I would like to thank the good folks over at Cross Focused Reviews for providing me with a free review copy of this book.  I was not obligated to provide a positive review.

Review & Reflection: 90 Days in John 14-17, Romans, James

51bqeytnh3l-_sx350_bo1204203200_I was recently offered a review copy of Tim Keller and Sam Allberry’s book 90 Days in John 14-17, Romans, James.  This is the first time I’ve been able to get my hands on a copy of a title from the Explore by the Book series put out by The Good Book Company.  The book is well designed and well put together.  It’s a hardcover book that is attractively designed and well constructed.  As the first sentence of the introduction describes it: “This book is not an end in itself.  It is a means of accessing the treasures of a far greater book.  […]  So, rather than seeing these devotionals as snacks, view them as meals.  Set aside half an hour in your day to work through the study, and to respond to what you have seen.”  Unfortunately (as this is a review book) I wasn’t able to spend a full 90 days to work through each chapter but after looking through the book I think I can give at least a general overview of what the book has to offer.

The book casts a fairly broad net by attempting to walk the reader through John chapters 14-17 (with notes written by Sam Allberry), the book of Romans (with notes from Tim Keller), and the book of James (again, with notes from Allberry).  That said, the tight structure and specific purpose of the book keep it from being either unwieldy in size or vague in content.  Each chapter covers a specific portion of Scripture (sometimes just a few verses) and offers a few words of comment and context with thoughtful questions to push the reader deeper into the text (many chapters also include a section to highlight points of application).  Guidelines for prayer are also included together with a blank page for notes and prayers.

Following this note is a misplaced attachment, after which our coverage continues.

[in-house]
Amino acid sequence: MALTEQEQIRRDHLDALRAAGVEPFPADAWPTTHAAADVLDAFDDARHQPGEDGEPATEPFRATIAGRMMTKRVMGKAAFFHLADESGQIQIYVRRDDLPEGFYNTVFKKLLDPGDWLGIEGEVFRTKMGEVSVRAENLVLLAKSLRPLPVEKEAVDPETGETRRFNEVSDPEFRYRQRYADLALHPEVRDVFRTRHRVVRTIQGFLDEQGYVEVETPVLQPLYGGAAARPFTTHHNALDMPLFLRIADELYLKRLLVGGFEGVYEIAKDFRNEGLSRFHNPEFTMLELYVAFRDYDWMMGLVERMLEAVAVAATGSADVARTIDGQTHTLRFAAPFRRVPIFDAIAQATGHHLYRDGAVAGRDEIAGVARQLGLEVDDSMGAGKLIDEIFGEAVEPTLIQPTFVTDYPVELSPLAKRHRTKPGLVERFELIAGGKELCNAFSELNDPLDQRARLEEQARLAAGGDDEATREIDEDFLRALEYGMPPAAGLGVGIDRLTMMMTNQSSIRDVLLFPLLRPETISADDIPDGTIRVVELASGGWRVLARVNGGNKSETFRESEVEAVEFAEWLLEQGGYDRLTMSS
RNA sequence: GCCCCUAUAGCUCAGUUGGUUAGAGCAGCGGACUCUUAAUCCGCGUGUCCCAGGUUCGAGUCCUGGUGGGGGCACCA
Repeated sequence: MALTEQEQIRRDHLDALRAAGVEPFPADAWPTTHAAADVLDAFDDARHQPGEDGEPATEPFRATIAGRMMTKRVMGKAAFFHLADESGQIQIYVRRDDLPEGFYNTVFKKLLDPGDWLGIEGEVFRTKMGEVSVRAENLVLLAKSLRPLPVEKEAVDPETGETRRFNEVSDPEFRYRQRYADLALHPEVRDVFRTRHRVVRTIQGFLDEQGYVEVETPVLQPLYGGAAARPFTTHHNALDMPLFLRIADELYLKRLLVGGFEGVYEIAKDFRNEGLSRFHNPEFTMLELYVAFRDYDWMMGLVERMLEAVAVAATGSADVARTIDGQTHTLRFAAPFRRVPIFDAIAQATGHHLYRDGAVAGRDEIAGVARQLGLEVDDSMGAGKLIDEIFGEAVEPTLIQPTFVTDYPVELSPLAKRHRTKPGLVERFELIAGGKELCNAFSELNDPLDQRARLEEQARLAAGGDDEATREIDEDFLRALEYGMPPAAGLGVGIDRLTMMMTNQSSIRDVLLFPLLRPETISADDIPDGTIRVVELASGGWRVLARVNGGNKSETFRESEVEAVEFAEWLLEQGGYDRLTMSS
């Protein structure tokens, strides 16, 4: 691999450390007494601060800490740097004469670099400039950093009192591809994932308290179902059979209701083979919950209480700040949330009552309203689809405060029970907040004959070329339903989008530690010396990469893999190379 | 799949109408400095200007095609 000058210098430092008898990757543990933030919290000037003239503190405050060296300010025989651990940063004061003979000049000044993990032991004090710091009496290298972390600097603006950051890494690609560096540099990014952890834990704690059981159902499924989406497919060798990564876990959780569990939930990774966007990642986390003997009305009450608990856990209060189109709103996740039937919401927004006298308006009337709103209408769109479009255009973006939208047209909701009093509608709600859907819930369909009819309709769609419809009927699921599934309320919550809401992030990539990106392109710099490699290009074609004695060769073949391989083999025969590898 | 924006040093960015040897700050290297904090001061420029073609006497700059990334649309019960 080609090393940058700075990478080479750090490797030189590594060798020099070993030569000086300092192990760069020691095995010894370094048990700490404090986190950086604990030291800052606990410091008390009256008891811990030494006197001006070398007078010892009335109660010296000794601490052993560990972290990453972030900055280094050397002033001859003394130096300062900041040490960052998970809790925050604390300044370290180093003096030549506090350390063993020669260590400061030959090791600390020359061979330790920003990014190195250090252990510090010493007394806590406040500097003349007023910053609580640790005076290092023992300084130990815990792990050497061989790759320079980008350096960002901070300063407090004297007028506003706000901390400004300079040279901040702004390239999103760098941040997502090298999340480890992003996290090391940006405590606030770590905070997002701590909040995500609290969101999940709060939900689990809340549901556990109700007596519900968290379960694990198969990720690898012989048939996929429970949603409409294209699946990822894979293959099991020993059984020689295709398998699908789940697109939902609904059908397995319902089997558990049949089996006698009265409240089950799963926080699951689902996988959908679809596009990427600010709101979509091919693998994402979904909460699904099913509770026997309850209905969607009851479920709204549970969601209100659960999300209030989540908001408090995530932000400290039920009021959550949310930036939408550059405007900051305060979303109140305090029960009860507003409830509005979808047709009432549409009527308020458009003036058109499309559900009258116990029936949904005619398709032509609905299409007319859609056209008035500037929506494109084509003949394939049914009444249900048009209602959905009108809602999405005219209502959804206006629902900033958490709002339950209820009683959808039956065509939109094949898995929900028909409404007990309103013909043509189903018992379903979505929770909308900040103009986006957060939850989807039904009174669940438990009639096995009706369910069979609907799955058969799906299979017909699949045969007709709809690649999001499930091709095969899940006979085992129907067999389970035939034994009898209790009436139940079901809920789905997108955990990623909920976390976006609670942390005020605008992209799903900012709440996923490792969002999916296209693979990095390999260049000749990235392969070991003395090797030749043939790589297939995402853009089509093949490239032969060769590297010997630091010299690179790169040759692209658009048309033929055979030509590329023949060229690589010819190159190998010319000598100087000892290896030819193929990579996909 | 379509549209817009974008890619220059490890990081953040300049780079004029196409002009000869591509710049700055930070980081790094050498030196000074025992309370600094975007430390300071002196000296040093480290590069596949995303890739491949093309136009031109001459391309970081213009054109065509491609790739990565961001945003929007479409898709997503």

I’ve never been much on “devotionals” as such, but this book seems to be strong in orienting the reader to the text without allowing extra “fluff” to distract.  I would imagine that this could be studied in a group, but it’s probably best fit for the individual believer looking to bring some structure, focus, and flow to their personal Bible study.  All in all, this looks like a helpful tool for the believer who appreciates some guidance for times of private worship.

I would like to thank the good folks over at Cross Focused Reviews for providing me with a free review copy of this book.  I was not obligated to provide a positive review.


Review & Reflection: Finding Forgiveness

finding-forgiveness-2-front__79526-1465501101-1280-1280Stanley D. Gale’s new book Finding Forgiveness: Discovering the Healing Power of the Gospel is a gem of a book.  It is short and sweet but lyrically rendered and biblically informed nonetheless.  The book is made up of five brief chapters with titles like “Forgiveness and the Gospel”, “Practicing Forgiveness”, and “What about Forgiving Ourselves?”  Gale takes a pastoral approach and he offers thoughtful and thought-provoking discussion questions at the end of each chapter.